African American & White Women

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Sex and race have often been portrayed as principal statuses or superordinate groups that influence individuals and their identities. The convergence of race and gender may create unique experiences for African American and white women in their family lives, work, domestic roles, and interpersonal relationships. Disparate gender-role norms may foster varied perceptions of gender for these two groups of women. Gender is socially constructed and women’s understanding of their own gender is shaped by different factors such as interpersonal relationships, gender-role socialization, media messages and personal experiences as women.

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Some of these external influences and personal experiences may form similar perceptions of gender for women of varying backgrounds from their past. One contributing factor to these differences is race. More specifically, socio-historical disparities in African American and white women’s prospects for work, family life and household duties, along with experiences of stereotyping and discrimination, have led to the formation of race-related gender norms that impact how women from these groups value and perceive their own gender.

African American women have faced discrimination since before our current era. Prior to 1964, discrimination was rampant and American laws separated whites and blacks, denying access to opportunities, services, and facilities to the latter. These women also had to endure prejudice in housing, education, transportation, employment, and health care along racial lines. This term generally refers to the legally or socially enforced separation of African Americans from other races but pertains largely to discrimination against people of color within white communities. Gender is often devalued and assigned a low status among all women (Katz, Joiner, & Kwon, 2002; Kessler, Mickelson, & Williams, 1999). These prevalent viewpoints from the past can impact an individual’s self-worth and perception of womanhood (e.g., internalized sexism, feminist consciousness). Consequently, women from other ethnic backgrounds may occasionally experience similar gender-based mistreatment, such as sex discrimination and sexism. For example, a national study found that 48% of women attributed their perceived daily discriminatory experiences to their gender (Kessler et al., 1999).

While Black and White women are both devalued on the basis of their gender, the double jeopardy theory (King, 1988) suggests that Black women may face additional challenges, as their race is similarly devalued (Settles, 2008). Furthermore, Black women confront daily discrimination from various sources, including ingrained societal views and contentious political rhetoric. The Washington Post reports, “The FBI’s report released last month revealed that hate crimes had jumped an astonishing 17 percent from 2016 to 2017. Moreover, 60 percent of the victims were selected because of their race, ethnicity or ancestry. More than 20 percent were targeted because of their religion,” (King, 2018). Clearly, racism remains deeply ingrained just beneath the surface of our politics. The result is a widespread illusion that obscures the reality unfolding right before our eyes. While many of us believed our country was becoming less racist, the truth is we have allowed issues of race to slide because we were not as forthright as we used to be. These are matters that need addressing urgently.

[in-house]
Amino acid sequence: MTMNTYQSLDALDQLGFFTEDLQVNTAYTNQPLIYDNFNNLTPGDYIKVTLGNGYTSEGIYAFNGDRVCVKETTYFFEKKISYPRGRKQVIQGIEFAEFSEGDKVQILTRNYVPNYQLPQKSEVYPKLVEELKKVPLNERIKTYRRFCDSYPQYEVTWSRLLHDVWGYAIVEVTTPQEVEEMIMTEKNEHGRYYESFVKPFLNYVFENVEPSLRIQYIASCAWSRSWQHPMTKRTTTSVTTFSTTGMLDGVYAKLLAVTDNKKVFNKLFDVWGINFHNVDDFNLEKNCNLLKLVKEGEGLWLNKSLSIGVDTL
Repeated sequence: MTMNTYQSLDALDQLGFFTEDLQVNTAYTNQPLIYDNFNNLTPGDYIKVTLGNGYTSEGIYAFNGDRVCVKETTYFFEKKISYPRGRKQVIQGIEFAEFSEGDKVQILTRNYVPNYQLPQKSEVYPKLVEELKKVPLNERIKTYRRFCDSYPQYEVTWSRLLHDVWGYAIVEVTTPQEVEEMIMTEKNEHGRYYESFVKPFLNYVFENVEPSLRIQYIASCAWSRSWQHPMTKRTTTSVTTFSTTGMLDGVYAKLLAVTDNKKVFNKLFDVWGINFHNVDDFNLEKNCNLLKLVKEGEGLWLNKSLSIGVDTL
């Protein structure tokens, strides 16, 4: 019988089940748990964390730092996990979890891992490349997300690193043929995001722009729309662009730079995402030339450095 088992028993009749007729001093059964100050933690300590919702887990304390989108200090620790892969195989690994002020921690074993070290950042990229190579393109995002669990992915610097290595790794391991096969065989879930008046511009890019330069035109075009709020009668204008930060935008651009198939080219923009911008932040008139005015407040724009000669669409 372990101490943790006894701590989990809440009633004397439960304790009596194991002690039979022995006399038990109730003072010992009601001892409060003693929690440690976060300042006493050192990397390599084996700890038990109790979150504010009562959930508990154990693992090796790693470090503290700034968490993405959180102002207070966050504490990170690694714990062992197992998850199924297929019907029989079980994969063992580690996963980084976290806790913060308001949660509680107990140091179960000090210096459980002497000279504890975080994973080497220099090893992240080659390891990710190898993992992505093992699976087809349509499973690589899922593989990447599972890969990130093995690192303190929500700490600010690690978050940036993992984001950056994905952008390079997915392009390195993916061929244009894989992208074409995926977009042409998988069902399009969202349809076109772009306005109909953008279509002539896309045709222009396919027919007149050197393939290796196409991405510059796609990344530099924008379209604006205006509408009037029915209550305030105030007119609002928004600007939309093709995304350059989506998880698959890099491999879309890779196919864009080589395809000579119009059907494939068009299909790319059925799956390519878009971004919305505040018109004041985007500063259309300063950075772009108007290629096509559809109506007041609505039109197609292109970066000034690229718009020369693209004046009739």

Women are unfavorably influenced by both unequal access to and institutionalized sexism in the healthcare industry. Several critics also point to the medicalization of women’s issues, for example, as evidence of systematic sexism. ‘Medicalization’ refers to the process by which mundane, normal aspects of life are reframed as deviant, requiring medical attention to remedy. Historically and contemporarily, many facets of women’s lives have been medicalized, including menstruation, premenstrual syndrome, pregnancy, childbirth, and menopause,” (Baker). Looking at the epidemiology in the United States, it’s hard to ignore the disparities among races. The gap between white and black Americans is clearly demonstrated; In 2008, the average lifespan for whites was about five years longer than it was for blacks. According to a report from the Henry J. Kaiser Foundation (2007), African Americans also have higher incidences of several diseases and causes of mortality, ranging from cancer to heart disease to diabetes. Lisa Berkman (2009) notes that this gap began to narrow during the Civil Rights movement in the 1960s, but it started to expand again in the mid-1980s. The National Healthcare Disparities Report (2010) shows that, even after adjusting for insurance differences, racial and ethnic minority groups receive poorer quality care and less access to care than dominant groups. The report identified these racial disparities in care: Black Americans, American Indians, and Alaskan Natives received inferior care compared to Caucasian Americans in nearly 40 percent of measures (Baker).

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African American & White Women. (2020, Apr 26). Retrieved from